Mortality is a bitch, cinema is wont to remind us, so it is a good idea to try and achieve something before you get shuffled off this mortal coil. So it is in Ed Perkin’s documentary Garnet’s Gold, the tale of one man’s flails to make something of his life, worried he’s let much of it slip by in a cosy somnambulant fugue. Garnet Frost is an affectless, intelligent eccentric determined to discover the buried gold of Bonnie Prince Charlie, which, apocryphally, was lost in the Scottish Highlands in the 18th Century. There’s little sense he could possibly be successful, certainly as his friends see it, and you get the faintest hint Garnet himself doesn’t really think he stands a chance, either. But he wants to do something, anything, important. Continue reading
Sorrow and Joy (“Sorg og glæde” Nils Malmros, 2013)
It is an unfathomable tragedy: film-maker Johannes (Jakob Cedergren) returns home one night to discover his wife Signe (Helle Fagralid) has killed their infant daughter during a psychotic episode. This event (drawn from the real-life experiences of director Nils Malmros) forms the basis of the story of Sorrow and Joy, in which Johannes sets about protecting his wife from the Danish legal system while simultaneously exploring his own culpability in the tragedy. As he struggles to come to terms with the event, he describes their relationship from first meeting, courtship, marriage, and finally the anguished days following their daughter’s murder.
Life After Beth (Jeff Baena, 2014)
Improbably prolific sub-genre rom-zom-com gets its latest offering in the form of Life After Beth, the debut feature from writer/director Jeff Baena.
Zach (Dane Dehaan, he of the piercing blue eyes) is distraught following the death of his girlfriend, Beth (Aubrey Plaza). His parents (Paul Reiser and Cheryl Hines) are shockingly insensitive in the face of his loss. Conversing with Beth’s father (John C Reilly) proves to be Zach’s only respite, a sympathetic ear prepared to listen as Zach explains Beth’s last words to him were heated and dissatisfied. Continue reading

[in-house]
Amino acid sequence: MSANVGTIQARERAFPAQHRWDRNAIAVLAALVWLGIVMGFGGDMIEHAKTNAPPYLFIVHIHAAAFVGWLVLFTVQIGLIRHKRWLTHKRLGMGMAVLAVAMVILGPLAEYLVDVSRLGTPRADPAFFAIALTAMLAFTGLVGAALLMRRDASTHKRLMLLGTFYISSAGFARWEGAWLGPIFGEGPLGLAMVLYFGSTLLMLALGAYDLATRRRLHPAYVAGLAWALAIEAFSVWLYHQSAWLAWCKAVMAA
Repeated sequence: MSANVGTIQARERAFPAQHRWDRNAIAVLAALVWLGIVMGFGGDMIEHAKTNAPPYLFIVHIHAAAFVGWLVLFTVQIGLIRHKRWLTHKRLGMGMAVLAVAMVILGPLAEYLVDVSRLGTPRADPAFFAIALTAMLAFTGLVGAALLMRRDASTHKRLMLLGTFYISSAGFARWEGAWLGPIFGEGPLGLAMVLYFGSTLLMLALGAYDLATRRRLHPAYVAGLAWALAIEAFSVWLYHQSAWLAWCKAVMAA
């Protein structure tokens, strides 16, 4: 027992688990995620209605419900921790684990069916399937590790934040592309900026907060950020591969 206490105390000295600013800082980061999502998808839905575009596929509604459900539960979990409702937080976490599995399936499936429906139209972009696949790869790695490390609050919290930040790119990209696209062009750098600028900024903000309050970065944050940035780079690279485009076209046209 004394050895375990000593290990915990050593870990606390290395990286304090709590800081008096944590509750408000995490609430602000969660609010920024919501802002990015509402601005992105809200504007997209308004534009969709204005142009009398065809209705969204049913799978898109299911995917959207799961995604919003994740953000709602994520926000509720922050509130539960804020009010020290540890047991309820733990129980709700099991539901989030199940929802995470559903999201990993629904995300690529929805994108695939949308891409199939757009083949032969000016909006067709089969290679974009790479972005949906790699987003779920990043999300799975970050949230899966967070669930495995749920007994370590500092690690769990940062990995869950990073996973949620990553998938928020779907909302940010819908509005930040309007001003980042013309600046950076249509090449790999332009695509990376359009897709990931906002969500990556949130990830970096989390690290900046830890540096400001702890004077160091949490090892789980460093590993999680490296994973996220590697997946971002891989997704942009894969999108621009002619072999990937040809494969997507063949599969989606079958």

(The Infinite Man, Hugh Sullivan, 2014)
“Am I crazy to think we could be happy?”
Relationships can often be the foreground for an attempt at a sort of paradoxical time travel: you find yourself desperately trying to recapture the joy and spontaneity of your happiest moments with someone, but end up diminishing things in the attempted recreation. Such wisdom is lost on Dean (Josh McConville), the hare-brained inventor and protagonist of The Infinite Man, who is trying to recreate the perfect weekend with his paramour Lana (Hannah Marshall). When his meticulously scheduled efforts are interrupted by Lana’s Continue reading
Uncertain Terms (Nathan Silver, 2014)
Pregnancy is frequently romanticised within cinema and television as a nigh-on celestial state, the apotheosis of every Real Woman’s existence – a beatific reverie where one wears diaphanous gowns and smiles serenely as Gaia flows through you, waiting for The Miracle To Come. In reality, pregnancy entails a woman’s body being co-opted by a parasite that plays havoc with your hormones, your physicality, and your mind – all as a precursor to a much more demanding life-long task. Uncertain Terms, the new film by director Nathan Silver (Exit Elena) recognises this truth, representing impending motherhood with unsentimental clarity, never proselytising or moralising. It’s a refreshing corrective to a subject woefully mishandled by cinema.
When actors best known for their comedic chops are looking to demonstrate their dramatic range, it’s de rigueur for them to turn to depression (see: Jim Carrey: Eternal Sunshine, Steve Carrell: Dan in Real Life, Zach Braff: Garden State). And so it is with Kirstin Wiig in The Skeleton Twins, convincingly slumped and dead eyed in the role of Maggie, a dental hygienist and multiple adulterer whose thoughts are drifting to suicide. Fellow Saturday Night Live alumni Bill Hader is on hand as her twin Milo, similarly in a mighty funk – he’s a failed Continue reading
Snowpiercer (Bong Joon-Ho, 2013)